Get With the Program: We are in Permanent Beta

ribbonswirlThings are changing so fast around us that we can no longer wait to find the beaten path or use past techniques as a guide. Whether you are looking for a job, marketing your own business, planning to return to school or longing for a life mate, chances are you can’t rely on doing things the traditional way any more.

The term “beta” refers to the preliminary or testing stage of software or hardware products. Once the glitches were worked out, a more finalized version was put out on the market.

The only problem is that software and hardware continue to have so many problems that companies don’t even expect the first version to be problem-free. They count on you, the user, to test the product and discover the problems.

We are in a state of change where we are testing new ideas and products knowing that adjustments, adaptations and upgrades will be needed. At the heart of all this change is technology.

Resisting the push toward technology is futile. Even the State Board of Equalization finally has set up electronic submissions, not as an option but as mandatory. When the government and educational institutions finally see the benefits and make the move to technology, it’s time for everyone to face that it’s here to stay.

A former colleague who takes pride in being a dinosaur was shocked when her credit union suggested she not buy traveler’s checks but use her debit card to get cash while traveling abroad. She had never accepted a debit card years ago when it was offered to her, so now she had to get up to speed on using a debit card the week before her trip abroad.

The same warning about traveler’s checks not being the ideal anymore was lost on a tourist who was traveling with our tour group to China. As we were leaving the hotel headed out to visit the highlights of Beijing she was waging a verbal war with the hotel front desk clerk and manager who didn’t think her signatures on her traveler’s check matched.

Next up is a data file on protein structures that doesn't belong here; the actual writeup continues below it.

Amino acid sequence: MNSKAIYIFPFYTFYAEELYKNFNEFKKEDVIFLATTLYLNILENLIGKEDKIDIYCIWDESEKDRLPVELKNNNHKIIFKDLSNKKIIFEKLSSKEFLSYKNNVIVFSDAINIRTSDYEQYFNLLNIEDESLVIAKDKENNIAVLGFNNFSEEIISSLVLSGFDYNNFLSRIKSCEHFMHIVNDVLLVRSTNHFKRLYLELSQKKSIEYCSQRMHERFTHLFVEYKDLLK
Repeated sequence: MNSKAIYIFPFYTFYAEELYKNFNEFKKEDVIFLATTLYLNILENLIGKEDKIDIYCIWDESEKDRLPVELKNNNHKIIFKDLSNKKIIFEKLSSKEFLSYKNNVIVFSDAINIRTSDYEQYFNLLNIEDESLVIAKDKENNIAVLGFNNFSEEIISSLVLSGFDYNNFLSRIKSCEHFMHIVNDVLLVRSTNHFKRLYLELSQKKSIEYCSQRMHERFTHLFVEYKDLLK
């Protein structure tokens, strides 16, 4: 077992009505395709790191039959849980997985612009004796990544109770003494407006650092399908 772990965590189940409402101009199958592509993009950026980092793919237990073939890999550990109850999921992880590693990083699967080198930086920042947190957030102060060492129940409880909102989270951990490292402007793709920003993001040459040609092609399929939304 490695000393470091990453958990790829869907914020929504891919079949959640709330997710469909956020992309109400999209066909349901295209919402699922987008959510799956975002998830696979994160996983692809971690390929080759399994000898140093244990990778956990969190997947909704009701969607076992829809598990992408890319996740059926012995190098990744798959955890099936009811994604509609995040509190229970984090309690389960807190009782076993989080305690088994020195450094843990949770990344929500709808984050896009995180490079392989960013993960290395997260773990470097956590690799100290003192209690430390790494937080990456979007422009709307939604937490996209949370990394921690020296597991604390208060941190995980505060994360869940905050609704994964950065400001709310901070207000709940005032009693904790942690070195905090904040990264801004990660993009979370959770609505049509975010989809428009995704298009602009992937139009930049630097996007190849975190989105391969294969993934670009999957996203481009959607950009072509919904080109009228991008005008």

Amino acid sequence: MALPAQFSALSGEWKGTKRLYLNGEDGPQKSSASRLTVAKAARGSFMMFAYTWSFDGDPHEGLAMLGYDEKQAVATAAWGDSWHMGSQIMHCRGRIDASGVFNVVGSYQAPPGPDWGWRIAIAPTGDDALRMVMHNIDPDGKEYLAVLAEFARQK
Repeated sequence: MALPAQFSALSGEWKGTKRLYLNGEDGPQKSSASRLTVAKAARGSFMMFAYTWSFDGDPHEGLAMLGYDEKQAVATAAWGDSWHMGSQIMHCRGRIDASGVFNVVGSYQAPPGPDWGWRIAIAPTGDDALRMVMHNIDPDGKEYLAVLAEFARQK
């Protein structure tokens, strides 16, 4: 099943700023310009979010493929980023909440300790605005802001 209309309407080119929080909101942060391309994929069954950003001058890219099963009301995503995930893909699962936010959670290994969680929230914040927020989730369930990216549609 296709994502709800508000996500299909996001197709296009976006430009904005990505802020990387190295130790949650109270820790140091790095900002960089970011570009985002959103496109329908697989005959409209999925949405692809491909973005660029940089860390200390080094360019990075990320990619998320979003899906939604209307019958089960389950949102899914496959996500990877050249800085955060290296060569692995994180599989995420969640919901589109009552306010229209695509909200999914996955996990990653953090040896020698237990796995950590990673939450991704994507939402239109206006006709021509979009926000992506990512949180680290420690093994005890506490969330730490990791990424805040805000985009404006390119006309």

Not only is technology here to stay, but it’s changing daily. Whatever features are in place today will change by next week, so keeping up is essential if you plan to stay in the game.

When I upgraded to a new Blackberry last month, the body of my phone looked pretty much like the old one, but I had to learn new features, download my GPS again, and sadly discovered that my favorite places were no longer set. My new phone has almost as much memory as my computer and can take pictures and videos.

If I want I can access not only my email, but store PowerPoint presentations, work on Word documents and access my Facebook and Twitter accounts from my phone. Anyone who gets comfort from having things in the same place and work the same way are in for a lot of discomfort in this new land where technology leads the way.

Instead of fighting it, why not begin to get acquainted with one or two key tools slowly. The Internet is loaded with tutorials to help you. And don’t think you’re alone.

In spite of the fact that I know a lot about many tech tools and features, I hit learning curves almost every day. Today, for example, when I set up my Facebook fan page (not to be confused with a profile page) I had to search for a while before I discovered why I couldn’t set up a vanity URL yet. The vanity URL is a short one that would read instead of the long complicated one they assign you at first . See what I mean?

After two hours of searching, I found the answer. You need to have 25 fans before you are allowed to get the vanity URL for a fan page. So, I sent out invitations to all my Facebook friends and within minutes I had enough fans to get the easier-to-remember URL for my Color Your Life Happy fan page. Yippee! Now I just have to relocate those instructions for setting it up.

I must admit that keeping up with technology is not for the faint of heart. But if keeping an active mind staves off Alzheimer’s, I’m safe.

Part of enjoying your life is embracing change. You certainly don’t have to jump on board every new gadget that comes on the market, but you also can’t expect to remain unaffected by the changes taking place around us.

It was once said that nothing is sure but death and taxes. Add to that change. It’s here to stay.